Miss March is enjoyable, but nothing to write home about

    Craig Robinson fully deserves to be known by his name — not Darryl — by now. (Left to right: Craig Robinson, Trevor Moore, Zach Cregger) Photo courtesy of Twentieth Century Fox.

    Grade: B
    Bottom Line: Immature, ridiculous and outrageous — not exactly high brow, but thoroughly enjoyable if you’re a fan of this genre.

    It was only a few years back that the Whitest Kids U’ Know debuted quietly on Fuse TV. The show, a half-hour sketch comedy starring the group of the same name, had evolved from Sunday night routines at clubs in New York City. They gained notoriety for their live act and for their online shorts, ultimately becoming one of Variety’s 10 Comics to Watch in 2006. If the group’s name doesn’t ring a bell, you’ve almost certainly seen them on YouTube at some point. Now, two group members, Trevor Moore and Zach Cregger, have made the inevitable transition to the silver screen with the March 13 release of their new film Miss March.

    The two stars have been tirelessly promoting the movie this year. They have been touring with the rest of the Whitest Kids U’ Know and prepared a third season of their self-titled show to be aired on IFC TV. More explicitly, they have released a handful of hilarious videos on FunnyOrDie.com that relate to the movie.

    It is important to note that the writers “[don't] want this to be seen as a Whitest Kids movie,” which is why only two members were involved. Moore and Cregger are, however, currently planning a Whitest Kids movie in which they and other members will play themselves. They were given the script by Fox but found it to be too much of a cliché road-trip movie. They set out to rewrite it from page one and their personal touch and penchant for the outrageous certainly comes through in the film.

    Try and follow me here: There are two friends, Eugene (Cregger) and Tucker (Moore) who have known each other since childhood. Tucker is an incomprehensibly out-of-touch sex addict and Eugene is an adamant supporter of abstinence ever since his brother lost his sanity over one fateful intercourse. On prom night, however, Eugene’s girlfriend makes him promise they will finally have sex. Tucker coaxes a nervous Eugene into taking several shots of whiskey to ease the pressure, resulting in his friend to falling drunkenly down the stairs and into a four-year coma. When Eugene finally wakes up, he discovers that his once-chaste girlfriend is now a Playboy model and vows to find her. The two go on the run sooner than expected after Tucker “accidentally” stabs his epileptic girlfriend with a fork. The boys then go on a quest to find the Playboy Mansion while avoiding vengeful firefighters along the way.

    From the outset, it is clear that this movie suits a narrow demographic. Critics will undoubtedly write it off as “sophomoric,” perhaps because of all the excrement involved. Despite such warranted claims, the movie may still earn the appreciation of a true connoisseur of the outrageous and unexpected. Where the target audience is concerned, the younger (at heart) the better.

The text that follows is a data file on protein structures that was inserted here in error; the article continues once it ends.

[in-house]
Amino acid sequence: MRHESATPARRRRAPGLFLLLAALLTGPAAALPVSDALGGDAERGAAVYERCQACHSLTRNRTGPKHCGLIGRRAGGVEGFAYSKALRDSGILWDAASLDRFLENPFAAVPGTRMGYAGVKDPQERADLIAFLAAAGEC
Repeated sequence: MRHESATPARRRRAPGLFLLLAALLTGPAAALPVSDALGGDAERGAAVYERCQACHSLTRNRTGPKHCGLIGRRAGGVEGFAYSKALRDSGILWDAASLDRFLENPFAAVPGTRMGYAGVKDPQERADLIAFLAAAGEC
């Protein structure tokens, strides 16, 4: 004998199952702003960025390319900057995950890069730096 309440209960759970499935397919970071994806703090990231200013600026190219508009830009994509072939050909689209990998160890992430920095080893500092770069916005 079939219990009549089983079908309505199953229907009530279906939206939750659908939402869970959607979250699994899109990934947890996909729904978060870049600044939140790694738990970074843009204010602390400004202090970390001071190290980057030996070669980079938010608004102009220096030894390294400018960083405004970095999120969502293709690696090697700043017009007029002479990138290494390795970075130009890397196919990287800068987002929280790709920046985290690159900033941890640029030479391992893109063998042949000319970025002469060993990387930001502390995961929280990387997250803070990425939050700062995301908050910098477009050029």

Not without its fair share of genuine laugh-out-loud moments, the film does have an abundance of over-the-top jokes and performances that merit a quiet sigh. The traditional straight man/crazy sidekick pair of Eugene and Tucker lacks any real cutting edge. Furthermore, Moore is very one-dimensional and experiences almost no real moments of depth or understanding from start to finish. Moore’s cluelessness is certainly funny and well performed, but doesn’t leave the kind of lasting impression that similar characters like James Franco in Pineapple Express, for example, have accomplished in the past. His character, previously vigorously tested in 3-minute sketches on the TV show, does not translate gracefully to a long-form film.

    Nevertheless, the disjointed and surprising nature of the plot line keeps the movie exciting and interesting. Moore notes that the movie “wrote itself.” He says of his approach to the script: “It’s like we gotta get from here to here, some funny shit needs to happen, okay, good.” Moore and Cregger’s sketch-writing past does come through in the script and will certainly hit home for fans of their previous work.

    Craig Robinson (Darryl from The Office) plays one of the more memorable characters in the film, stealing the show with his supporting role. Robinson portrays Moore’s friend-turned-rap star Phil, known better by his rap name, Horsedick.MPEG. Phil helps the boys reach the mansion, offering plenty of absurdity along the way. Given his recent body of work, Robinson truly deserves to be acknowledged as a fantastic addition to any movie.

    All in all, the movie was good fun, but at times it was too immature and ridiculous for even the most immature and ridiculous of us. While the writers worked hard to make something unique, the film can be too alienating at times and, due to its uncouth subject matter, will probably not garner the replay value of a cult classic teen/road trip/adventure/buddy/sex comedy. In spite of this, it certainly is a welcome sign of life and great exposure for some of the funniest young comedians out there.


    blog comments powered by Disqus
    Please read our Comment Policy.